In the illustrated embodiment, primary controller 20 supplies a 30 KHz drive clock signal, via synch line 24, to each drive controller 32. The drive clock signal is used to maintain synchronization among drive controllers 32 and provide each drive controller 32 with a fixed time base used to drive respective LED modules 50, 80. In this regard, the drive clock signal directly drives two internal timers within each drive controller 32. The first internal timer of each drive controller 32 is associated with a first drive output 34 (drive output A) and the second internal timer of each drive controller 32 is associated with a second drive output 34 (drive output B). The internal timers allow the two drive outputs 34 (i.e., drive output A and drive output B) to provide drive output signals that are out of phase with each other, thereby preventing large fluctuations in current consumption when the lighting device is activated. In accordance with a preferred embodiment of the present invention the phase is different for each drive output 34 of all drive controllers 32. Thus, drive output A of drive controller 1, drive output B of drive controller 1, drive output A of drive controller 2 and drive output B of drive controller 2 all provide drive output signals that are out of phase with each other.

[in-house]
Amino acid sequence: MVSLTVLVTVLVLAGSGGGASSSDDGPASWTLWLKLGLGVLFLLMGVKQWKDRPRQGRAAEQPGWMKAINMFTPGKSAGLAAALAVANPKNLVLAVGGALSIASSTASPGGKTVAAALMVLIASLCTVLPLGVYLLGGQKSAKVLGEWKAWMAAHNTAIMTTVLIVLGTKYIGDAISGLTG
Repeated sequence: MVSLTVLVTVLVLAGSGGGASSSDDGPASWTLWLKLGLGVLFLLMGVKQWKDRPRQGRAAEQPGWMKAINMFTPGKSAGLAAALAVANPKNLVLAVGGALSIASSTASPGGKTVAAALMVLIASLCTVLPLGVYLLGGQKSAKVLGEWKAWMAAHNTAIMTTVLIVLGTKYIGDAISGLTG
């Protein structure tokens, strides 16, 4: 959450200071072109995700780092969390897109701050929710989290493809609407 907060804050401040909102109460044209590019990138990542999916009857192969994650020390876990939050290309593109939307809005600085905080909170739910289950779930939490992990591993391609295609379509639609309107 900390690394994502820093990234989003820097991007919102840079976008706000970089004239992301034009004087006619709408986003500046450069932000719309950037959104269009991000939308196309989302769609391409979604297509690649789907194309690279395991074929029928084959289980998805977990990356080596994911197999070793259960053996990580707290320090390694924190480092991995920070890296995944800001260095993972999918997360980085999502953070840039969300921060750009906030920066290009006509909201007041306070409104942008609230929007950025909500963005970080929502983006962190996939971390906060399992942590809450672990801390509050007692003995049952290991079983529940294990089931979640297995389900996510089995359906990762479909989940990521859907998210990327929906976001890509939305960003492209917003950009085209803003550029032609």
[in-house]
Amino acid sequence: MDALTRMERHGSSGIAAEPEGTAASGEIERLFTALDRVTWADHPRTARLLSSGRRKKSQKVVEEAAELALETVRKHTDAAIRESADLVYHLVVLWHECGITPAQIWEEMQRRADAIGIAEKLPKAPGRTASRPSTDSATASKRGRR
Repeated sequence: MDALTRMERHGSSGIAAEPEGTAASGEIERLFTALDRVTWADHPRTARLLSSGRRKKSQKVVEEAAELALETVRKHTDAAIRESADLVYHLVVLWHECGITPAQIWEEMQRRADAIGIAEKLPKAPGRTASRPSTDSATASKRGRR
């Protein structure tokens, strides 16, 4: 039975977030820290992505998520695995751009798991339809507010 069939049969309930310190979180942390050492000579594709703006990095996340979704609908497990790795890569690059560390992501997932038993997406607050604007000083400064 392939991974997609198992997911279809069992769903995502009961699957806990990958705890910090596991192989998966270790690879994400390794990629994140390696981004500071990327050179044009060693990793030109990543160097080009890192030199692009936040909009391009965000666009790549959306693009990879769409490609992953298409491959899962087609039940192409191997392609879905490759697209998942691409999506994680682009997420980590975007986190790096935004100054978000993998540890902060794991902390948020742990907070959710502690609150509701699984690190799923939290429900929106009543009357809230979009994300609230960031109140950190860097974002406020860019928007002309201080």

The drive output signals associated with drive outputs 34 preferably have a fixed frequency of 300 Hz, which is a multiple of 50 Hz (the scan rate of PAL video cameras) and 60 Hz (the scan rate of NTSC video cameras). When using an optional video camera with the lighting device associated with the present invention, the camera will detect a noticeable flicker in the light if the output frequency of LEDs 52, 82 is not a multiple of the camera scan rate.